Editor’s note: President Trump says out loud that he plans to stay in power—no matter what voters say
I usually focus on local issues and politics. But I just can’t let it pass when the president attacks democracy so directly and threatens the voting rights of all Americans.
In recent days, Donald Trump has repeatedly refused to promise a peaceful transfer of power if he loses.
Instead, he keeps talking about the “scam” and “hoax” of the expected record number of mail ballots due to the COVID-19 pandemic, and telling his followers that the only way he can lose is if the election is rigged.
In cahoots with Attorney General William Barr, Trump has already tried to concoct a voter fraud case (nine ballots!) in Pennsylvania. His campaign operatives and supporters are already hard at work to challenge mail-in ballots, intimidate voters at the polls and seek to overturn results.
And Trump is making clear that he expects the U.S. Supreme Court to hand him victory. That’s why he’s pushing so hard for his nominee to replace the late Ruth Bader Ginsburg—which he announced Sept. 26 is Amy Coney Barrett—to get on the court before the election. Barrett was confirmed by the Republican Senate on Oct. 26 and joined the court a day later.
Trump is saying out loud for all to hear that he plans to overrule the will of voters—and steal the election, if necessary—so he can stay in power.
Lots of people are alarmed, and rightly so.
On Thursday, Sen. Bernie Sanders gave his first public speech since losing the Democratic presidential primary, and hopefully his supporters who may not be that enthusiastic about Joe Biden are listening.
“This is not just an election between Donald Trump and Joe Biden,” Sanders declared. “This is an election between Donald Trump and democracy—and democracy must win.”
I fear Biden and his campaign aren’t taking this seriously enough. On MSNBC he called it a “typical Trump distraction.” “I think the American people are on to this guy,” Biden said, adding: “We’ll have an election in this country, as we always have had, and he’ll leave.”
Biden must hammer Trump on this threat to democracy in their first debate Tuesday night, as well as Trump’s dereliction of duty and failures on the COVID-19 pandemic, police violence and so much more.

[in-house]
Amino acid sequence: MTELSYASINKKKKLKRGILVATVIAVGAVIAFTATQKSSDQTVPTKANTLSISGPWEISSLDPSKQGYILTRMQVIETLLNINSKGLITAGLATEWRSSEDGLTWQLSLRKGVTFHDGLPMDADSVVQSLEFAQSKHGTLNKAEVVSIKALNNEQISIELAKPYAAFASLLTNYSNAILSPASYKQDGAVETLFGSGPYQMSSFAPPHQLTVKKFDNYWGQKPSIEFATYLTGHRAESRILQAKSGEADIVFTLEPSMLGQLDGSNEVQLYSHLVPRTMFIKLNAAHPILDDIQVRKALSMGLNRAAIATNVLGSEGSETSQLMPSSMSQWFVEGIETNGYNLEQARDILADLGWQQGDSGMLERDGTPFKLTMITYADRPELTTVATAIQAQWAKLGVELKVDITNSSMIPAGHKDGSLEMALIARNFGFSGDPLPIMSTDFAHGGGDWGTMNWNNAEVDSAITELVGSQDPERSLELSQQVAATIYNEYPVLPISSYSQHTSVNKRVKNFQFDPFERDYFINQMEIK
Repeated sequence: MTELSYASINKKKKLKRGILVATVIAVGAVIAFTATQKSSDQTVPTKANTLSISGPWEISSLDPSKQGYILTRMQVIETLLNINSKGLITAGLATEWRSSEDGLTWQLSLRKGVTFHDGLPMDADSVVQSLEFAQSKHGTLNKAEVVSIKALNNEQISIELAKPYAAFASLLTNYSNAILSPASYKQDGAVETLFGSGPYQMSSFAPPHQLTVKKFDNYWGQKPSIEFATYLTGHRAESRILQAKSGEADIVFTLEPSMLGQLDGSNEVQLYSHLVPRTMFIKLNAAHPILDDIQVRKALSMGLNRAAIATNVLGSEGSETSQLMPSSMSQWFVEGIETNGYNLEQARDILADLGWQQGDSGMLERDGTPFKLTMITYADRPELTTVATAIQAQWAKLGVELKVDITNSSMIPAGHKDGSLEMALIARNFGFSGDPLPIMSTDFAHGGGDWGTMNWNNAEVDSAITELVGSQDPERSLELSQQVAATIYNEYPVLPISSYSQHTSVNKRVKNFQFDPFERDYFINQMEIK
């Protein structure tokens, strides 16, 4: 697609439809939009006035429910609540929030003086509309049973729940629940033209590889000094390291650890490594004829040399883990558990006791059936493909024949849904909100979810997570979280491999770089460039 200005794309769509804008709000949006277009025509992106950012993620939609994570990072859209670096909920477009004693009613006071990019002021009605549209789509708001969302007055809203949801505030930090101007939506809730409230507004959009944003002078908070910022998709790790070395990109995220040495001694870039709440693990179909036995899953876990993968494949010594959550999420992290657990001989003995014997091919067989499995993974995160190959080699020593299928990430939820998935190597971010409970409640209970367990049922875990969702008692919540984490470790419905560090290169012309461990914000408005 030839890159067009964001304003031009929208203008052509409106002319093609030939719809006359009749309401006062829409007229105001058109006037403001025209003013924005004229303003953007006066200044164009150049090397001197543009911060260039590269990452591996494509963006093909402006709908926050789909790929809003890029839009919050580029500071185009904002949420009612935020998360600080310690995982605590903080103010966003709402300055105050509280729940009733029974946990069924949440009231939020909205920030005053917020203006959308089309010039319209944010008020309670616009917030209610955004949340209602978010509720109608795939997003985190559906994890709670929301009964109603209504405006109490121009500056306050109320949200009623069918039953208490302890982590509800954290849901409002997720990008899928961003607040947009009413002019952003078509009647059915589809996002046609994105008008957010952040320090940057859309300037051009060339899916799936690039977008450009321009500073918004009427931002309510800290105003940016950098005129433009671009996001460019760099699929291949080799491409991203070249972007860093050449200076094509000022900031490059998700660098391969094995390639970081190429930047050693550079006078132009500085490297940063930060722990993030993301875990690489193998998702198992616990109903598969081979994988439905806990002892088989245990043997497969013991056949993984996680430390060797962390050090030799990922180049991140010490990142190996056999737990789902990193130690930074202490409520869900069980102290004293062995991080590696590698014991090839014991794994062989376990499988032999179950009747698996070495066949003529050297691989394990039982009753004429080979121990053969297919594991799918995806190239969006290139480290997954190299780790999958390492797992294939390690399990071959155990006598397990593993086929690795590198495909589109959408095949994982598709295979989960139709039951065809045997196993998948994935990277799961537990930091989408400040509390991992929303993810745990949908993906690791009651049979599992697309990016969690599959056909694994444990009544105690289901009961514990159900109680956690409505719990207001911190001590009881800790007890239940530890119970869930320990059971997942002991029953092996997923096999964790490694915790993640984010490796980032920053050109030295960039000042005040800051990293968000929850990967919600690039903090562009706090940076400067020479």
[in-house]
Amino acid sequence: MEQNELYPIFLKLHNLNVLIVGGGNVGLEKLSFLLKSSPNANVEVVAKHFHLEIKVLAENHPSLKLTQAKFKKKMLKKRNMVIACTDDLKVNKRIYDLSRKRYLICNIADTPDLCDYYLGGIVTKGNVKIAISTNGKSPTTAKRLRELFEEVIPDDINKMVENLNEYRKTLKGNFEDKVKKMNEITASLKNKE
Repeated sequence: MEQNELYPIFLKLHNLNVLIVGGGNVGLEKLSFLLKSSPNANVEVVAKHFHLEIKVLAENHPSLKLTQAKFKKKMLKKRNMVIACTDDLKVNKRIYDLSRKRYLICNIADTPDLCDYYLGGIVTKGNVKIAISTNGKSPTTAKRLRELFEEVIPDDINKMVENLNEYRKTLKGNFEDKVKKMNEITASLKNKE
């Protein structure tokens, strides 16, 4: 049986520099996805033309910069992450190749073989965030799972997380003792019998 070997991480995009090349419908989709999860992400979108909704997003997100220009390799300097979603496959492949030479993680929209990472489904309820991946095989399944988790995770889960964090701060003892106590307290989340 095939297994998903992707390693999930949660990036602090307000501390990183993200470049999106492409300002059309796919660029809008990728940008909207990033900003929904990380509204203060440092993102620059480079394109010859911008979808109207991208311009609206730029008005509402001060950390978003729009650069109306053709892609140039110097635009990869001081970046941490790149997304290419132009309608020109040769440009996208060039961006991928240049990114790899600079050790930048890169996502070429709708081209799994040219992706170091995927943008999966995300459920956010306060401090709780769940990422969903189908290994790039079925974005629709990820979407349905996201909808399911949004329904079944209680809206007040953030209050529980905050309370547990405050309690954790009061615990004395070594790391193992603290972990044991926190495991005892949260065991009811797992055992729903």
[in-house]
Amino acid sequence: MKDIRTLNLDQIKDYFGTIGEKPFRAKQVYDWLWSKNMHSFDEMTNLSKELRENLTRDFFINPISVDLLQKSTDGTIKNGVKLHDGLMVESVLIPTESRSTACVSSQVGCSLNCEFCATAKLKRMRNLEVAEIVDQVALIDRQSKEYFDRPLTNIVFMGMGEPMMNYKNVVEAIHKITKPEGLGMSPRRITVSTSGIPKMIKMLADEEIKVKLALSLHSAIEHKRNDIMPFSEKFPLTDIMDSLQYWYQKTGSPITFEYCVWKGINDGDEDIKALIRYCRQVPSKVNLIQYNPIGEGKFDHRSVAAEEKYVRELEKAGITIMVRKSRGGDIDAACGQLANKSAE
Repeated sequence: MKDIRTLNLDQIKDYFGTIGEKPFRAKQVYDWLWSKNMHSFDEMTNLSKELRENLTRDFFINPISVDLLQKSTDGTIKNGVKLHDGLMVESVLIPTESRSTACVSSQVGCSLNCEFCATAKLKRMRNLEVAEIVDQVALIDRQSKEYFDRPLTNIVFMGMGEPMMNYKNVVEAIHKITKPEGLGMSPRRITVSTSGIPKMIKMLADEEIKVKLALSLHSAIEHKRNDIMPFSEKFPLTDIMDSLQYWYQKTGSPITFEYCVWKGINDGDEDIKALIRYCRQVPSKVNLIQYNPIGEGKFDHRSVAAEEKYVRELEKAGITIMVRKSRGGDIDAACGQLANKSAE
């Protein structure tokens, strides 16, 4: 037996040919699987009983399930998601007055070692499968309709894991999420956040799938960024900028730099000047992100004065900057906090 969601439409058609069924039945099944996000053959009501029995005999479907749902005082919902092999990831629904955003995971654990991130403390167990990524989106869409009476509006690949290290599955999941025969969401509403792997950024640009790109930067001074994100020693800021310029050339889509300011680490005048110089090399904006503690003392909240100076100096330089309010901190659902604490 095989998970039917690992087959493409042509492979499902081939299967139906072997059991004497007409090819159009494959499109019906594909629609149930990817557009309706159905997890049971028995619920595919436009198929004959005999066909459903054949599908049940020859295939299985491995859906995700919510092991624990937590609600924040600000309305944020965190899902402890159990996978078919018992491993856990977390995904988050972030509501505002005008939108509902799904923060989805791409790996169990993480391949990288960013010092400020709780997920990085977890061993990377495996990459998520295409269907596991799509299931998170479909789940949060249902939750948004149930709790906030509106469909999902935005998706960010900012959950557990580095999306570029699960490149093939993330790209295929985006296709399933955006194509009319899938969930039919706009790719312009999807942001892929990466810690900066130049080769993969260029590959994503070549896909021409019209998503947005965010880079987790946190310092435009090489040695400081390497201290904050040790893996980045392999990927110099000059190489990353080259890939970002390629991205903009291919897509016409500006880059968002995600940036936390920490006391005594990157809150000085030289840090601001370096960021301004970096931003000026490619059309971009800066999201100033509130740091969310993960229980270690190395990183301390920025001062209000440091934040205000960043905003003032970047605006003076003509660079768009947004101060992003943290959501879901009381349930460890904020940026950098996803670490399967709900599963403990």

In the chaotic debate, Biden tried to reassure Americans again, saying: “If we get the votes, it’ll be all over.”
Trump, on the other hand, did nothing to reassure voters, but instead was more threatening. Asked whether he would ask his supporters to stay calm during an extended vote count, he instead urged them to go watch the polls. And given the chance to condemn white supremacy, he instead told the far-right hate group Proud Boys to “stand back and stand by.”
The president again said it will be a fraudulent and rigged election and warned: “This is not going to end well.”
Some local leaders and corporate officials are worried about potential violence around the election.
In yet another hard-to-fathom moment in the Trump era, the U.S. Senate actually had to pass a resolution to reaffirm “its commitment to the orderly and peaceful transfer of power called for in the Constitutions of the United States.”
The nonbinding resolution, passed unanimously on Thursday, also says the Senate intends that that “there should be no disruptions by the President or any person in power to overturn the will of the people of the United States.”
Some Republicans have also pushed back. “Fundamental to democracy is the peaceful transition of power; without that, there is Belarus. Any suggestion that a president might not respect this Constitutional guarantee is both unthinkable and unacceptable,” tweeted Sen. Mitt Romney of Utah, who despite being the only Senate Republican to vote to remove Trump in the impeachment trial earlier this year is now supporting the president on the rush to fill the Supreme Court vacancy.
As usual, Trump’s allies are enabling his outrages.
For instance, Senate Judiciary Chairman Lindsey Graham is fully on board, promising to support the nominee even before Trump named her and saying on Fox News, “People wonder about the peaceful transfer of power. I can assure you it will be peaceful. Now we may have litigation about who won the election, but the court will decide, and if the Republicans lose, we’ll accept that result. But we need a full court.”
Think about that: A leading Republican is already assuming that this presidential election will be decided by eight or nine unelected justices, not the voters.
When Trump is accused of wanting to become a dictator, his defenders say it’s a ridiculous exaggeration. But he sure keeps acting like it. At a campaign rally Friday in Atlanta, Trump joked about the criticism as the MAGA crowd chanted, “12 more years.”
This is happening right before our eyes. So what to do?
Since California is such a Democratic stronghold, if you live here, voting against Trump isn’t enough. Talk to friends and family in other states, especially if they live in battlegrounds such as Florida, Michigan, Pennsylvania or Wisconsin. Take part in phone banks and text efforts in swing states. Donate to grassroots groups trying to get out the vote.
The best—maybe the only—way to stop Trump is such an overwhelming defeat in the Electoral College that he can’t dispute the election, or at least that Republicans won’t support him.
Otherwise, we’re looking at a very dangerous mix of legal battles, street protests and constitutional chaos after Nov. 3.
Preserving American democracy is up to the voters—which is the way it should be. But will we step up?